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The Sociology of Swabian Anabaptism*

  • Claus-Peter Clasen (a1)

Extract

We are better informed about the outlawed Anabaptist sect than any other religious movement of the sixteenth century. While there is a wealth of material on Luther, we badly lack records of the common people who accepted his doctrines. Paradoxically enough, the richness of Anabaptist sources is due to the very fact that Lutheran, Zwinglian, and Catholic authorities did their utmost to suppress the movement.

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1. We are basing out study on the Quellen zur Geschichte der Wiedertäufer, Vol. I: Herzogtum Württemberg, edited by Bossert, Gustav (Leipzig, 1930), and on unpublished material on the Anabaptist movement in the Herrschaft Hohenberg and the imperial cities in Southwest Germany.

2. “Abred der Diener und Aeltesten aus vielen Orten in der Versammlung zu Strassburg im Jahre 1568…,” edited by Bender, Harold S., Mennonite Quarterly Review, I, (Goshen, Ind.), 1927, Art. 19.

3. Die älteste Chronik der hutterischen Brüder, edited by Zieglschmid, A. J. F. (Ithaca, N. Y., 1943), p. 422.

4. Ernst Kretschmar, Weitbrecht, and Kleister. See Hermelink, Heinrich, Geschichte der evangelischen Kirche in Württemberg von der Reformation bis zur Gegenwart (Stuttgart, 1949), pp. 206207.

5. It is this lack of definite data and the limitation to the period from 1529 to 1540 that constitute the weak points in Peachey's study of the social origin of the Swiss Anabaptists. Peachey, Paul, Die Soziale Herkunft der Schweizer Täufer in der Reformationszeit (Zürich, 1954).

6. We are basing our analysis on the registers of the “Türkenschatzung” of 1544 in the dukedom of Württemberg (Hauptstaatsarchiv Stuttgart) and on the “Beetbücher” of the imperial city of Heilbronn (Stadtarchiv Heilbronn).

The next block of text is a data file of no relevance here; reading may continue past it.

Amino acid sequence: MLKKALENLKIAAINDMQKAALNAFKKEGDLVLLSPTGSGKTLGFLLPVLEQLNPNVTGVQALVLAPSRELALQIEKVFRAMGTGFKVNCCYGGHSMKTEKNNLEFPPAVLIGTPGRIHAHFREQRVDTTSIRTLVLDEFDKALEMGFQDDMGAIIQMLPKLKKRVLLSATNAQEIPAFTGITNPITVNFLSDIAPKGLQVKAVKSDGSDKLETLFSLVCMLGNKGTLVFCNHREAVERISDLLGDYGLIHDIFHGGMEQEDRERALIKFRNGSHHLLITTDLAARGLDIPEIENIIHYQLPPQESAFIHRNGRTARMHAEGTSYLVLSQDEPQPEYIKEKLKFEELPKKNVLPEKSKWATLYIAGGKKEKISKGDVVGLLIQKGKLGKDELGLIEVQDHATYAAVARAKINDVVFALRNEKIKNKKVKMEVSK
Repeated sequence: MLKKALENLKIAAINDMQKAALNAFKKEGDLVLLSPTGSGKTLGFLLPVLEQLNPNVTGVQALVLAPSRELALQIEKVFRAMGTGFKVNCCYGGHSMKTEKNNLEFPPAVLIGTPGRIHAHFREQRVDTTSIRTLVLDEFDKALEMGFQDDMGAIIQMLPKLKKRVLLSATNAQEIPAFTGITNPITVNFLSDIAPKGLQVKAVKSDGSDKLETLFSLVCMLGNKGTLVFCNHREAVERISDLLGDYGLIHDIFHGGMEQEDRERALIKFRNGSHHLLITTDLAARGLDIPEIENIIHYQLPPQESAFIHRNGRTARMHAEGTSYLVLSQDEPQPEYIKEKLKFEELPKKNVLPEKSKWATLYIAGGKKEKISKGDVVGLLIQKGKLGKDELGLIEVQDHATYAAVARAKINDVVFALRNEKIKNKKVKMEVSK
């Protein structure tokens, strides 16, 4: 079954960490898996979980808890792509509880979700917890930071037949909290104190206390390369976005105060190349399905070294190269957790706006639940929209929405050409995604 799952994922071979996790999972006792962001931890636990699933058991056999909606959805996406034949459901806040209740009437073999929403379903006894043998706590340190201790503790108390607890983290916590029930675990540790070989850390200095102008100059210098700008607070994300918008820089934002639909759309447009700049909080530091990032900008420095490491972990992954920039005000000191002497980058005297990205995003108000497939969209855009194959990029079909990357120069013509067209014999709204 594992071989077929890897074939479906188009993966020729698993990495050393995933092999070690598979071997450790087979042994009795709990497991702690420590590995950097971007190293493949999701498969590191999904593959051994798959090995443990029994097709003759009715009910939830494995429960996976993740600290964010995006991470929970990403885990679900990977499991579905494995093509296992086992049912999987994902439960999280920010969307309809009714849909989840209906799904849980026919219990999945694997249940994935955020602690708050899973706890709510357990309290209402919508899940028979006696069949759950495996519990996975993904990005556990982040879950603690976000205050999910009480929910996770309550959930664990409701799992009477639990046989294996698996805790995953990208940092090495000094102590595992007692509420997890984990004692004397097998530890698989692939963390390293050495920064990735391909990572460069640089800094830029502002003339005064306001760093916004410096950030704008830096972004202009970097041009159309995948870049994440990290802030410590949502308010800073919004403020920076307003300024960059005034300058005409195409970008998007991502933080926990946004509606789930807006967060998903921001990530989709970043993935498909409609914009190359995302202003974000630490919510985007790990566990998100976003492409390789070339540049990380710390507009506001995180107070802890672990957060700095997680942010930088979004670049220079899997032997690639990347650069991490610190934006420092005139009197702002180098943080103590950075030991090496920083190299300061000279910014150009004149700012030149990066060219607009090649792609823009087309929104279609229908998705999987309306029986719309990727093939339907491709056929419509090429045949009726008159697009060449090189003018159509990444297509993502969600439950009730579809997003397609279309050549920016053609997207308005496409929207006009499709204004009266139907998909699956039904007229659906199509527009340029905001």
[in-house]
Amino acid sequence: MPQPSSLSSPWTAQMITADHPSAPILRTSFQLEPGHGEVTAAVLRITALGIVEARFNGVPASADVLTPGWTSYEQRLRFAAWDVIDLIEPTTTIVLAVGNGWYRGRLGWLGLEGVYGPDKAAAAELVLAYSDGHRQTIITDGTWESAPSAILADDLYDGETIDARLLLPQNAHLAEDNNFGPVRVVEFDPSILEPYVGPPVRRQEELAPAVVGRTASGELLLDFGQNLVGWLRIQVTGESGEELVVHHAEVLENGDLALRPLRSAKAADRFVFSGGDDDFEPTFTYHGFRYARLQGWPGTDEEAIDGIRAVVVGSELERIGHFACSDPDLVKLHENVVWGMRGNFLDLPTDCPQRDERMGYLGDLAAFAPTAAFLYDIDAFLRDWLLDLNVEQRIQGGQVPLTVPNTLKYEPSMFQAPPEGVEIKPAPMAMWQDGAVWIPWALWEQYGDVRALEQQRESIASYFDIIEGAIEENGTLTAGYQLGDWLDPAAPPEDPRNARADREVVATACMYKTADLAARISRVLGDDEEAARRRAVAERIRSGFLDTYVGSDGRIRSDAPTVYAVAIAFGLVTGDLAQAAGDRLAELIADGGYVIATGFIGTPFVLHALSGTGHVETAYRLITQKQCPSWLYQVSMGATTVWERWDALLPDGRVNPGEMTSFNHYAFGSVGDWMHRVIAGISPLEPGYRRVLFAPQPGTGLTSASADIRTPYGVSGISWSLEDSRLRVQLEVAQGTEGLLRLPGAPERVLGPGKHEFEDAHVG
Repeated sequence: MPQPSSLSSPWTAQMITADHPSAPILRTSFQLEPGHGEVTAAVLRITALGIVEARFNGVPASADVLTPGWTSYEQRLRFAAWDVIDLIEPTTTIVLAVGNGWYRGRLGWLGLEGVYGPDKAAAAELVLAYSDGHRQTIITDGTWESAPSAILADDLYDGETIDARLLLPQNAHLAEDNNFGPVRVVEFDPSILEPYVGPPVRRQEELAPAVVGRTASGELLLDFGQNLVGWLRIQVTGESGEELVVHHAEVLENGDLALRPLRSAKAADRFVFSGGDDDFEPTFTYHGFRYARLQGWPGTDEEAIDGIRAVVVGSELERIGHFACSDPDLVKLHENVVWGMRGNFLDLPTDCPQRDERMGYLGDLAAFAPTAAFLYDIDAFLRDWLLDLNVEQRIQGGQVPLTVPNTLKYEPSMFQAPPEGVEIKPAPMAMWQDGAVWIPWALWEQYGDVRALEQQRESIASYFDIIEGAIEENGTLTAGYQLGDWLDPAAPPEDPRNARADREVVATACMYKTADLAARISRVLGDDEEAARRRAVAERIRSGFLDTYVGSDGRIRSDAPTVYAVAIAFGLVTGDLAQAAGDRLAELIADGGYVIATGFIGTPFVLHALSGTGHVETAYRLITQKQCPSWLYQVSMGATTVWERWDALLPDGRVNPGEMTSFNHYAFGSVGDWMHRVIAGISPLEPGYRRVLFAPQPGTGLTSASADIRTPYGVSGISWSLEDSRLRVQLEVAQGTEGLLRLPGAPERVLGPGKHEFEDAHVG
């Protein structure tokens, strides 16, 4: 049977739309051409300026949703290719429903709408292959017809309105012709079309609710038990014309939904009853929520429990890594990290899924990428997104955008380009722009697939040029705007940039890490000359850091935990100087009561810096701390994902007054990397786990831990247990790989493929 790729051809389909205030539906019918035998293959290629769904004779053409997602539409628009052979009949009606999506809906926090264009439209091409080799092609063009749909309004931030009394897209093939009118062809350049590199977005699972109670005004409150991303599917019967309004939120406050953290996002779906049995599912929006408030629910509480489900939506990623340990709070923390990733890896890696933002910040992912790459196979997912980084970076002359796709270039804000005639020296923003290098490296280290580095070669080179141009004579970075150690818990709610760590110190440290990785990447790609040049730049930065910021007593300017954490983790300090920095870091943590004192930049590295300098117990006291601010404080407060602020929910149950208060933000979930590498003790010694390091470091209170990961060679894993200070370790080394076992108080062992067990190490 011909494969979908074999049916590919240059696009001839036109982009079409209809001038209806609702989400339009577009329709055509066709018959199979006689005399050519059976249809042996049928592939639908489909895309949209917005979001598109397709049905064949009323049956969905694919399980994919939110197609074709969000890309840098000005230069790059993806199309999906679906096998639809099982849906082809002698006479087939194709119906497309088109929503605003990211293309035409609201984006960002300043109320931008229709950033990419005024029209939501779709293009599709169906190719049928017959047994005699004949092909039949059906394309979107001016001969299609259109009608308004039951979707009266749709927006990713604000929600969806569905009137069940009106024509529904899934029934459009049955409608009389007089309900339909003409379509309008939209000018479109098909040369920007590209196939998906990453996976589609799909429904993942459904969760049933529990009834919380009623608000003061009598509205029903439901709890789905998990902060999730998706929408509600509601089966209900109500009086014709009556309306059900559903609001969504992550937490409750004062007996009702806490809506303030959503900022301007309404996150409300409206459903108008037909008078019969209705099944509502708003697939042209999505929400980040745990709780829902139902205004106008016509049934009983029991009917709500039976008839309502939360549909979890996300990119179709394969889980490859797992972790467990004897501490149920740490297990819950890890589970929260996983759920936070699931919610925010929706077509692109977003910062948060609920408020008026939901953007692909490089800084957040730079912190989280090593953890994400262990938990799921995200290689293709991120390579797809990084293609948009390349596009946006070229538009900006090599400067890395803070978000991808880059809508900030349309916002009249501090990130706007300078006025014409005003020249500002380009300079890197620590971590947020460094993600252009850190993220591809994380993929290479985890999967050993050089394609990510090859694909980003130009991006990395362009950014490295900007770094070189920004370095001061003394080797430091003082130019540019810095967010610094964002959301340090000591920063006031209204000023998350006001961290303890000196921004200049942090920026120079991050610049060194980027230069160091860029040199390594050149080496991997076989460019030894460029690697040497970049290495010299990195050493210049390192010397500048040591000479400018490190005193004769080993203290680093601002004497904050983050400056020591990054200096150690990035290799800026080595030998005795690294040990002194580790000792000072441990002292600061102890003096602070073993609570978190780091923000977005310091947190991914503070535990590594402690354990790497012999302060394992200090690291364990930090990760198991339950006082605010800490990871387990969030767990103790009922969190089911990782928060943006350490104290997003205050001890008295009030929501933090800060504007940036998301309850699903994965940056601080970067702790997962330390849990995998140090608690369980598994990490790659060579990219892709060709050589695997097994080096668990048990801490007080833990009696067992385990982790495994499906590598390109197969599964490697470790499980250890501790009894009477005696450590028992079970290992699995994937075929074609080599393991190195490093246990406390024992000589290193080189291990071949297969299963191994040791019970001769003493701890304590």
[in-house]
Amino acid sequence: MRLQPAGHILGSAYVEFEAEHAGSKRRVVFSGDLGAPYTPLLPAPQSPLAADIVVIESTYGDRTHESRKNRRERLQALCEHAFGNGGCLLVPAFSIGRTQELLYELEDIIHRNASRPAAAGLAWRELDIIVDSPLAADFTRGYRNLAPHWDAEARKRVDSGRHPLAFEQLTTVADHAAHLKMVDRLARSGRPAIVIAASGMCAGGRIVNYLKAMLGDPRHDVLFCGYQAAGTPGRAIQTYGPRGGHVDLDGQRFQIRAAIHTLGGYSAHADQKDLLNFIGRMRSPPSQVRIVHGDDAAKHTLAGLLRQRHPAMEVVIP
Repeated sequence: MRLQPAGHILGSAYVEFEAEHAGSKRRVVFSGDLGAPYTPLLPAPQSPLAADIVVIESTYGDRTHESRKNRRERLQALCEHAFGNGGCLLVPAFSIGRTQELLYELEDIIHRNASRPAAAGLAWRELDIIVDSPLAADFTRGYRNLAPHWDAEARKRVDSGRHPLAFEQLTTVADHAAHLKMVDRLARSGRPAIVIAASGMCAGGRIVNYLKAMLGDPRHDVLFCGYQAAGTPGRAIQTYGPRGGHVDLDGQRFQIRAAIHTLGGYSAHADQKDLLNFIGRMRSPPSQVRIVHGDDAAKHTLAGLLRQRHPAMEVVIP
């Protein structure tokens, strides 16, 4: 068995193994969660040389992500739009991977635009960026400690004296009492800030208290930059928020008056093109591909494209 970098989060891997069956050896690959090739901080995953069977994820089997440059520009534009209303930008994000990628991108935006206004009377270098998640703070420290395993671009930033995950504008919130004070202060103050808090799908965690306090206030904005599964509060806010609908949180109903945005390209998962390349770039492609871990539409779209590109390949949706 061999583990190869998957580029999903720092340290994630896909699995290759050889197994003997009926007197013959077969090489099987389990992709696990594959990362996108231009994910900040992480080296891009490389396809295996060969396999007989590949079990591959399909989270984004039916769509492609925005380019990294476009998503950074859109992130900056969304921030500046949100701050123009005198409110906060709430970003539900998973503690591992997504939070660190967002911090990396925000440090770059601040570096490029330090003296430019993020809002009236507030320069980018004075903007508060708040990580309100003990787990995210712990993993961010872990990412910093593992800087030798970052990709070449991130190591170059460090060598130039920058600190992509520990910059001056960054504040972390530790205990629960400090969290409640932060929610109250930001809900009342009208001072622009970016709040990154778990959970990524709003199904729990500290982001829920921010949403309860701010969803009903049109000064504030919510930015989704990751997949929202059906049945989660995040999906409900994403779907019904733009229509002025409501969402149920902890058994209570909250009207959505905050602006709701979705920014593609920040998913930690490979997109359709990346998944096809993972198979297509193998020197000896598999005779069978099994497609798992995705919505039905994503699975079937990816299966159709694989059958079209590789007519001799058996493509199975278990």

7. Reublin, Sattler, and Freisleben, who brought Anabaptism to Württemberg, were highly educated intellectuals. But none of them had joined the Anabaptists in Württemberg. Reublin and Sattler had been converted in Switzerland, Freishleben in Linz. Therefore, they cannot really be counted among the Swabian Anabaptists. Their role in Swabian Anabaptism was also very short. Sattler was executed in May, 1527; Reublin and Freisleben left in the course of 1527.

8. Erasmus, , The Praise of Folly. Translated by Dean, Leonhard F. (Chicago, 1946), p. 101.

9. We are limiting ourselves to statistical analyses of the economic status of the Anabaptists in the dukedom of Württemberg only because there are not enough exact data on the social position of the Anabaptists in the imperial cities.

10. Peachey, Paul, “Social Background and Social Philosophy of the Swiss Anabaptists, 1525–1540,” Mennonite Quarterly Review (Goshen, Ind.), 04, 1954, pp. 115116.

11. G. Bossert op. cit., pp. 1055, 17–21; 1054, 1–3.

12. Naujoks, E., Obrigkeitsgedanke, Zunftverfassung und Reformation (Stuttgart, 1958), pp. 3738.

13. Hauptstaatsarchiv Stuttgart, ad Büschel 36, 169–174, Bl. 64.

14. H. Hermelink, op. cit., p. 7.

15. The Anabaptists attracted at most 200 persons out of a population of 8000.

16. Weber, Max, Wirtschaft and Gesellschaft (Tübingen, 1922), vol. 2.

17. For example, Mesner Schenck's letter to L. Lutz, March 8, 1928. Reutlinger Wiedertäuferakten, Generallandesarchiv Karlsruhe.

18. There are exceptions. In Heilbronn, for example, the early Anabaptist group around 1528 consisted of Journeymen. In the course of twenty years, however, Anabaptism spread to the middle and finally the upper class of the city. it was probably through Anabaptist refuggees who worked as servants in Heilbronn that Anabaptist ideas spread in the houses of the rich.